- Delta Air Lines is preventing passengers travelling to DC from checking firearms onto flights starting Saturday.
- The measure, which will last through January 23, follows increased disturbances on aeroplanes since the deadly riot at the US Capitol.
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Delta Air Lines is prohibiting passengers from checking firearms en-route to Washington D.C.-area airports as a precautionary move ahead of President-elect Joe Biden’s inauguration, the company said Thursday.
The new rule, which will take effect on Saturday and last through January 23, is part of a larger effort by to prevent more violence in the nation’s capital after last week’s deadly attempted insurrection at the US Capitol building. Following the riots, protesters flew home, creating more chaos in airports and on planes for pilots, flight attendants, and even politicians.
“Weighing the violence we witnessed in the Capitol last week alongside our unwavering commitment to the safety of customers and our people, Delta will not allow firearms in checked baggage for flights into the D.C. area Saturday, Jan. 16 through Saturday, Jan. 23, with the exception of credentialed law enforcement,” a company spokesperson told Insider.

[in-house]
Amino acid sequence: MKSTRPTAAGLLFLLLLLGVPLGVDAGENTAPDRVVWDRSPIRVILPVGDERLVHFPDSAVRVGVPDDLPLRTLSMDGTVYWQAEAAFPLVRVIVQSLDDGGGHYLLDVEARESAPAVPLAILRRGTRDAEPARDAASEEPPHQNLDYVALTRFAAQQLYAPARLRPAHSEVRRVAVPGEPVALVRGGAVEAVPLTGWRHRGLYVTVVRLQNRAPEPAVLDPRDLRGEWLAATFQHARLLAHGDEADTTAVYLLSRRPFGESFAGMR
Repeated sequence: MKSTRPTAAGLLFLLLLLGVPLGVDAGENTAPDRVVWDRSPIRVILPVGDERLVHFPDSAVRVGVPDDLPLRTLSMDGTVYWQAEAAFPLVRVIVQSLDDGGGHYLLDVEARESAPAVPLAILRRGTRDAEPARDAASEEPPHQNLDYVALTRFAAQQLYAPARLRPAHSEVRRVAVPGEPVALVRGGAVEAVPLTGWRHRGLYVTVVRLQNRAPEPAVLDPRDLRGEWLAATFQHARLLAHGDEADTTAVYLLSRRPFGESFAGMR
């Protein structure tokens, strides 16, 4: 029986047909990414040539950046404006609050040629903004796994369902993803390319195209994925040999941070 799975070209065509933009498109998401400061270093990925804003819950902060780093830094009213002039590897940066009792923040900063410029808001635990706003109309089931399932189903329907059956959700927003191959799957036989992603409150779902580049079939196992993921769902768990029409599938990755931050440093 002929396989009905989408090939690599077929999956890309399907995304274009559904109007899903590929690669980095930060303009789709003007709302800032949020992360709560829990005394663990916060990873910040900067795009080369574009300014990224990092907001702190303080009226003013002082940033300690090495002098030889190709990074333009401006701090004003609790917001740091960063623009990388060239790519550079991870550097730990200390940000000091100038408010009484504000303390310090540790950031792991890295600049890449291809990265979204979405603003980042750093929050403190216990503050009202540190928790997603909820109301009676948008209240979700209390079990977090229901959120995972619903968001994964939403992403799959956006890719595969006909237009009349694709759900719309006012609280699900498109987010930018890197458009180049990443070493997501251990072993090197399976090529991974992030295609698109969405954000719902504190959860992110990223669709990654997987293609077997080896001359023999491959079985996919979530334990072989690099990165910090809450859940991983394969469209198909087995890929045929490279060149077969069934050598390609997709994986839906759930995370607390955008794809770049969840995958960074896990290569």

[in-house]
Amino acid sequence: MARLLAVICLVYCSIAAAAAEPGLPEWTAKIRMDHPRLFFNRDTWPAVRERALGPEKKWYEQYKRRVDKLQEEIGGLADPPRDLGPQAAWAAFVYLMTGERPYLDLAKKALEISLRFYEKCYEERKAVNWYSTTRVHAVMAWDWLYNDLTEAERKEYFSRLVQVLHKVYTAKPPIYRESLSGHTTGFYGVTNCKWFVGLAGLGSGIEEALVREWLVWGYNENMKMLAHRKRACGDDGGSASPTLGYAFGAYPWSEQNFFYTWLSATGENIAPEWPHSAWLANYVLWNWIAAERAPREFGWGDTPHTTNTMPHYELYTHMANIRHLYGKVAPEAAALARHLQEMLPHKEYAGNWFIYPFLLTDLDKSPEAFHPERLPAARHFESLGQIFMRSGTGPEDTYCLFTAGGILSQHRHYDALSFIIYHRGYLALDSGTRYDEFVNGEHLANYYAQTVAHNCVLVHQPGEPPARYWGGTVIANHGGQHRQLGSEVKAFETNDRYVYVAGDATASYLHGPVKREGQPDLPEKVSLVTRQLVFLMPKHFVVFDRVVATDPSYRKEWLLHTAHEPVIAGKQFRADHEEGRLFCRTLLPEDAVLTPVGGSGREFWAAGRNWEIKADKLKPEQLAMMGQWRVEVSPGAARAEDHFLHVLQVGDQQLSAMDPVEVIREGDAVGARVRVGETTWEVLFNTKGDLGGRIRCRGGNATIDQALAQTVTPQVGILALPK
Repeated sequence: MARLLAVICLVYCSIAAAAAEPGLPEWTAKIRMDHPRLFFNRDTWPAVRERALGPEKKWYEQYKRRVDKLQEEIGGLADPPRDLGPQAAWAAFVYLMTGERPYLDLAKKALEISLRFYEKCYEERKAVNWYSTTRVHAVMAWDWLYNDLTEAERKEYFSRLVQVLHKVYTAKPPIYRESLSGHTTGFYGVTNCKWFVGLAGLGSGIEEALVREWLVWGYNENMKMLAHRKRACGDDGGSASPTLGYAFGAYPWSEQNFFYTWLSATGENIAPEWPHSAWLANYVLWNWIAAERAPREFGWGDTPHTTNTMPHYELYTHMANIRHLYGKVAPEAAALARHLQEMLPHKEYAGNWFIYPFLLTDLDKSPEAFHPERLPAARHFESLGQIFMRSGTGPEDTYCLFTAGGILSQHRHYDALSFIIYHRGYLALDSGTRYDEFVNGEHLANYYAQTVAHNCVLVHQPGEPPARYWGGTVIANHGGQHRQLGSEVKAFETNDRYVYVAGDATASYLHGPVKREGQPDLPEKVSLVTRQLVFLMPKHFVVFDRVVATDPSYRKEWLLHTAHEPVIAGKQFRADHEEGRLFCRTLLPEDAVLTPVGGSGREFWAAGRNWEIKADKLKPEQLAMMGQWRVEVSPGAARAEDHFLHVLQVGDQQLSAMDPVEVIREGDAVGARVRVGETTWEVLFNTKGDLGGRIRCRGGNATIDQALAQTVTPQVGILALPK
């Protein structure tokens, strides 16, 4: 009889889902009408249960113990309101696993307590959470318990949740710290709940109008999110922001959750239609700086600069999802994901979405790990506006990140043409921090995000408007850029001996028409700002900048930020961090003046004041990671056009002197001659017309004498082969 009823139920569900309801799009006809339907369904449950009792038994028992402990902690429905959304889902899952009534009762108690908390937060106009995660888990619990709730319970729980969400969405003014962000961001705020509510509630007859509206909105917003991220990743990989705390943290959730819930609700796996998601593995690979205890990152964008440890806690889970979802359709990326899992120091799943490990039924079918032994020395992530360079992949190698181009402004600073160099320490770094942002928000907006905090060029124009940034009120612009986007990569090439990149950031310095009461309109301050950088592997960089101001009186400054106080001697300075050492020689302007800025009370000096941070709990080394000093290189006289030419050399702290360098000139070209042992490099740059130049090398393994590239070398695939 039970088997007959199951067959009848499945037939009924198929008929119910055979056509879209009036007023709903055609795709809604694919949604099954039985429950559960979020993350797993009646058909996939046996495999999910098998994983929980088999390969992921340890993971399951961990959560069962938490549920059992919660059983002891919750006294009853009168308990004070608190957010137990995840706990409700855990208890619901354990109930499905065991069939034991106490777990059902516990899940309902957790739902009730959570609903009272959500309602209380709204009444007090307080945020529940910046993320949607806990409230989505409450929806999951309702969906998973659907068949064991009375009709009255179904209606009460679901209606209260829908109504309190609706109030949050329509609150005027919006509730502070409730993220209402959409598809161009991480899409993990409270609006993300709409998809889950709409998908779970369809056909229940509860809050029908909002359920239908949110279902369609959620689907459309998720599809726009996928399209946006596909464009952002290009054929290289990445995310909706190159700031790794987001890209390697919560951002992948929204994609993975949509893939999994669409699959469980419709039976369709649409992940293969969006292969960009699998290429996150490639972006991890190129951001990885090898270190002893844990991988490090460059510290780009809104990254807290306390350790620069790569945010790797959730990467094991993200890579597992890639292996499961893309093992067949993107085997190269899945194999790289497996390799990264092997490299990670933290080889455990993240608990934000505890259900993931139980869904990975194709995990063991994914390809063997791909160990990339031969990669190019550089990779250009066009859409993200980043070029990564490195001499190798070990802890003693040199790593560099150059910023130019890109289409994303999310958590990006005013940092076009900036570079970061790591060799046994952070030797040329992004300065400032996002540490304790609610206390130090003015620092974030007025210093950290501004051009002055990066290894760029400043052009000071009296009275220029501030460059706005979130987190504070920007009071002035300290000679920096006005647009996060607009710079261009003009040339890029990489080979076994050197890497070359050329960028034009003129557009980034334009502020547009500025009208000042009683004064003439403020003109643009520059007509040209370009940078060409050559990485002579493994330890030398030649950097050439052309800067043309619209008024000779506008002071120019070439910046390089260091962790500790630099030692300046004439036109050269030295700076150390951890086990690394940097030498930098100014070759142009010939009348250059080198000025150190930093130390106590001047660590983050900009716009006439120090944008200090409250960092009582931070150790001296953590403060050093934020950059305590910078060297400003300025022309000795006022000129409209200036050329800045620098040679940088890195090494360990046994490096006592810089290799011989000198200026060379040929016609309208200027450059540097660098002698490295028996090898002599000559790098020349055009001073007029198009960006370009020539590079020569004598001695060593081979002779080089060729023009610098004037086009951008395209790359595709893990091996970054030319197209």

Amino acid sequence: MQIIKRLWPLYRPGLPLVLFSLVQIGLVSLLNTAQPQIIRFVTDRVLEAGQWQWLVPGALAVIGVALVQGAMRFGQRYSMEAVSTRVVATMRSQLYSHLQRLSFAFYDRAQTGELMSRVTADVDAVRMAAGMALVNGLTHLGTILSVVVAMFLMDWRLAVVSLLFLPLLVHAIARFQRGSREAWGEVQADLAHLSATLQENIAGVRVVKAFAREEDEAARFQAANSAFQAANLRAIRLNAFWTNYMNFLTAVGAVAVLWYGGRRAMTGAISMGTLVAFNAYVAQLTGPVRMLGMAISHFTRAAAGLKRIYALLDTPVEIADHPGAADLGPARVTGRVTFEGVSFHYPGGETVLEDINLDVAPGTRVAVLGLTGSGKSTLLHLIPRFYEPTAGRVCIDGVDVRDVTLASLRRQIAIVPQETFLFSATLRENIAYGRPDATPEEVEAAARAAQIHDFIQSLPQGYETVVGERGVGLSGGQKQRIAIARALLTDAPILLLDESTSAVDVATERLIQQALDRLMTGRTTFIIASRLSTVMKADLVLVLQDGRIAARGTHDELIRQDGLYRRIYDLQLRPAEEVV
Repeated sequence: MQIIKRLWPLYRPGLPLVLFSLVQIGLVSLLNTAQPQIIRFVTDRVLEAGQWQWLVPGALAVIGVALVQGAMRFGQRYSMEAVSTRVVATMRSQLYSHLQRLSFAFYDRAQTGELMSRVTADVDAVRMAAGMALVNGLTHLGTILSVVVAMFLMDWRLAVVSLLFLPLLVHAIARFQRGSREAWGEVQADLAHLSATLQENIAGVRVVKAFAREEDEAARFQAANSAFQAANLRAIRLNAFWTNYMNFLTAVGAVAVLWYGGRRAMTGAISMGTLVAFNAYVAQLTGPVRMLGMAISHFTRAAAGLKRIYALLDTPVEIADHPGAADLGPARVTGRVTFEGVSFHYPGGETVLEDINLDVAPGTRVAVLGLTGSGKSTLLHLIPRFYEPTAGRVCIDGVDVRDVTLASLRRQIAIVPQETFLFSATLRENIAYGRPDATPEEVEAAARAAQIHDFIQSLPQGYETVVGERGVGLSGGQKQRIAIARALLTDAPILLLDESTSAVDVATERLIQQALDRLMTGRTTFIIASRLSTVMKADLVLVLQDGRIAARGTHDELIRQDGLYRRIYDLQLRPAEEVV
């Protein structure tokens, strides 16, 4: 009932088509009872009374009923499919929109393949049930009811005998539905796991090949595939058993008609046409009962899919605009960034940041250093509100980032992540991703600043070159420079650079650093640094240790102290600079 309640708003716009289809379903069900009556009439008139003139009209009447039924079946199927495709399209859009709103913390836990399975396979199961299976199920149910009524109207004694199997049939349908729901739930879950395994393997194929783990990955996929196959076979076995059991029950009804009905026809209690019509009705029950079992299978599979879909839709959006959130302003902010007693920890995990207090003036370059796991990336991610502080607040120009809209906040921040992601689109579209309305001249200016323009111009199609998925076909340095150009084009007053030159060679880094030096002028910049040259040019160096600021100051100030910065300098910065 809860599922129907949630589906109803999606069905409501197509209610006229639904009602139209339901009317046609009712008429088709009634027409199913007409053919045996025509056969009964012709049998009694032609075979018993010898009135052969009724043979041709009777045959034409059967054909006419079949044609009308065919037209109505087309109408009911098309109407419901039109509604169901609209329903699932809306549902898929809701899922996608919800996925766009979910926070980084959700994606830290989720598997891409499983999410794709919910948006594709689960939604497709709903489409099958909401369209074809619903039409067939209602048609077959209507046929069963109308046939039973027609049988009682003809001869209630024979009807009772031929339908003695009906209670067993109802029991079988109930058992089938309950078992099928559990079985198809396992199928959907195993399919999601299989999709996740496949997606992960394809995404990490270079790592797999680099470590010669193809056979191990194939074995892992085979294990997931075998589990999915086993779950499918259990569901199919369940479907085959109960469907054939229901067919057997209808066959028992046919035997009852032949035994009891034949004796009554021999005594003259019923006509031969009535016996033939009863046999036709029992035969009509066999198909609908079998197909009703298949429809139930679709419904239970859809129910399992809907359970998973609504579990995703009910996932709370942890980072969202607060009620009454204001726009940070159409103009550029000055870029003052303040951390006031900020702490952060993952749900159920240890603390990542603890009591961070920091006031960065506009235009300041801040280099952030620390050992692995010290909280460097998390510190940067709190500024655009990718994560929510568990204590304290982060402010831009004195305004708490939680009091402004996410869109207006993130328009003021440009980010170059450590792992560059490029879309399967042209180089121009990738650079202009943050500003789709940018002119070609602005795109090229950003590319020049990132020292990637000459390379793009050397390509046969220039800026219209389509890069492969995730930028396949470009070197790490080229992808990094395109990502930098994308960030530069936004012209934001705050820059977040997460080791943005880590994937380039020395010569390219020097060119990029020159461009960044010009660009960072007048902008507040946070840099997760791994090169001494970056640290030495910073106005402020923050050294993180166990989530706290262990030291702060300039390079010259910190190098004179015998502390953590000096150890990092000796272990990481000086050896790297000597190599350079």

CEO Ed Bastian, speaking on CNBC earlier Thursday, said: “We’re all on high alert.”
The Federal Aviation Administration has also tightened restrictions following the riots, saying passengers who “interfere with, physically assault, or threaten to physically assault aircraft crew or anyone else on an aircraft” will be subject to fines up to $US35,000 and face imprisonment. In a statement, the FAA said it’s seen a “disturbing increase” since the riots in passengers disrupting flights with threatening or violent behaviour.
Airbnb has also taken steps to prevent further violence by cancelling and declining reservations in the District next week.
Armed protests are being planned in all 50 states and the nation’s capital in the days leading up to the inauguration, federal investigators have said. At least 10,000 National Guard troops will be in Washington, D.C. by Saturday in an effort to increase security for the Jan. 20 inauguration, and many public areas have been designated as secure zones.
“We are taking the extraordinary step of encouraging Americans not to come to Washington,” D.C. Mayor Muriel Bowser, Maryland Gov. Larry Hogan, and Virginia Gov. Ralph Northam said in a joint statement.
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